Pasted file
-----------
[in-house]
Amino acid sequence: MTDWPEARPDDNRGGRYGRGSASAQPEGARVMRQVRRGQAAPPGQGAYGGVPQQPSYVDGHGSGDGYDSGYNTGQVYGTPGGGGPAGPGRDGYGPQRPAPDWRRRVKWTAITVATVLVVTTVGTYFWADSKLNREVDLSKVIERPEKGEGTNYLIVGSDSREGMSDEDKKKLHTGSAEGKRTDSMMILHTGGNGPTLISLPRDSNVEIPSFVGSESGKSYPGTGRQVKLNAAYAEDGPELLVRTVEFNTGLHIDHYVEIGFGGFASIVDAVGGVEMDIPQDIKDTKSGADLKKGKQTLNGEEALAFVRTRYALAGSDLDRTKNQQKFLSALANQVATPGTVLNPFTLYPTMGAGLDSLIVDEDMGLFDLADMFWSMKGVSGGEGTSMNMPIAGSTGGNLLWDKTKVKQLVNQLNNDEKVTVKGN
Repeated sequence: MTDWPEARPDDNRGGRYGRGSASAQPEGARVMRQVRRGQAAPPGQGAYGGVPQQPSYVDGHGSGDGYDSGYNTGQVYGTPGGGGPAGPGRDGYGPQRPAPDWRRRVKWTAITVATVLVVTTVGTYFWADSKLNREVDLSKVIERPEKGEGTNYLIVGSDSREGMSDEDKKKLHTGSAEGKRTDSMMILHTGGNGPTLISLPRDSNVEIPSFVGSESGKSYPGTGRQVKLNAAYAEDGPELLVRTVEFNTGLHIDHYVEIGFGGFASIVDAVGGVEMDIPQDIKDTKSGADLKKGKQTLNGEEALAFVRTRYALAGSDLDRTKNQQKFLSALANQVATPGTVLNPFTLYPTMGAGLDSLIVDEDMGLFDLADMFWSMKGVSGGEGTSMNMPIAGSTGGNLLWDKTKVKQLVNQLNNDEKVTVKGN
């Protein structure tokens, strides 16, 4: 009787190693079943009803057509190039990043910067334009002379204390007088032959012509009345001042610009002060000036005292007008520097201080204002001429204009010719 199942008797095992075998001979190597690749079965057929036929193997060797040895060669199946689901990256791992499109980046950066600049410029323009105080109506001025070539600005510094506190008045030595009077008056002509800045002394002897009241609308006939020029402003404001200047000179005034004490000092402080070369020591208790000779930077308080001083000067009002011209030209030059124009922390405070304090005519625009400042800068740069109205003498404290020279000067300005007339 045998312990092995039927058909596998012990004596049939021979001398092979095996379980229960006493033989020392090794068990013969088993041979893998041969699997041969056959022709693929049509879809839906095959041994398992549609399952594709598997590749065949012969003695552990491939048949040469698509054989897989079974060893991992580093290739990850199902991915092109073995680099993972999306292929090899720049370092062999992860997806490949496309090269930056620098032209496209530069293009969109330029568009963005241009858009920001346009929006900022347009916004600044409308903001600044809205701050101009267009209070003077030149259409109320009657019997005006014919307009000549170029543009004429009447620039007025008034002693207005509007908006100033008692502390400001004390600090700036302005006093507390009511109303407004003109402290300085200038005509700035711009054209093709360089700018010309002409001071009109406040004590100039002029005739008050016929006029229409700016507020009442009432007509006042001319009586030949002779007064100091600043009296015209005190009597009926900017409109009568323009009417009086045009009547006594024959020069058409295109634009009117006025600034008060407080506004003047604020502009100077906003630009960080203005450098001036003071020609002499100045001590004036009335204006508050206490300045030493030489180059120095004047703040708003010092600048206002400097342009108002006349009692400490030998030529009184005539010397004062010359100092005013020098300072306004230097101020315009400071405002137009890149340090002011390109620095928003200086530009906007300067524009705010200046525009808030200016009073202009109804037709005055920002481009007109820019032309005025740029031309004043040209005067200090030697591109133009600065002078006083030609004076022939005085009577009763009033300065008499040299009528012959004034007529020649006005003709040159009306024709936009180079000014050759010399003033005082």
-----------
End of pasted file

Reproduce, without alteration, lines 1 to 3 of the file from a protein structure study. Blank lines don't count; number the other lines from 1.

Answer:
[in-house]
Amino acid sequence: MTDWPEARPDDNRGGRYGRGSASAQPEGARVMRQVRRGQAAPPGQGAYGGVPQQPSYVDGHGSGDGYDSGYNTGQVYGTPGGGGPAGPGRDGYGPQRPAPDWRRRVKWTAITVATVLVVTTVGTYFWADSKLNREVDLSKVIERPEKGEGTNYLIVGSDSREGMSDEDKKKLHTGSAEGKRTDSMMILHTGGNGPTLISLPRDSNVEIPSFVGSESGKSYPGTGRQVKLNAAYAEDGPELLVRTVEFNTGLHIDHYVEIGFGGFASIVDAVGGVEMDIPQDIKDTKSGADLKKGKQTLNGEEALAFVRTRYALAGSDLDRTKNQQKFLSALANQVATPGTVLNPFTLYPTMGAGLDSLIVDEDMGLFDLADMFWSMKGVSGGEGTSMNMPIAGSTGGNLLWDKTKVKQLVNQLNNDEKVTVKGN
Repeated sequence: MTDWPEARPDDNRGGRYGRGSASAQPEGARVMRQVRRGQAAPPGQGAYGGVPQQPSYVDGHGSGDGYDSGYNTGQVYGTPGGGGPAGPGRDGYGPQRPAPDWRRRVKWTAITVATVLVVTTVGTYFWADSKLNREVDLSKVIERPEKGEGTNYLIVGSDSREGMSDEDKKKLHTGSAEGKRTDSMMILHTGGNGPTLISLPRDSNVEIPSFVGSESGKSYPGTGRQVKLNAAYAEDGPELLVRTVEFNTGLHIDHYVEIGFGGFASIVDAVGGVEMDIPQDIKDTKSGADLKKGKQTLNGEEALAFVRTRYALAGSDLDRTKNQQKFLSALANQVATPGTVLNPFTLYPTMGAGLDSLIVDEDMGLFDLADMFWSMKGVSGGEGTSMNMPIAGSTGGNLLWDKTKVKQLVNQLNNDEKVTVKGN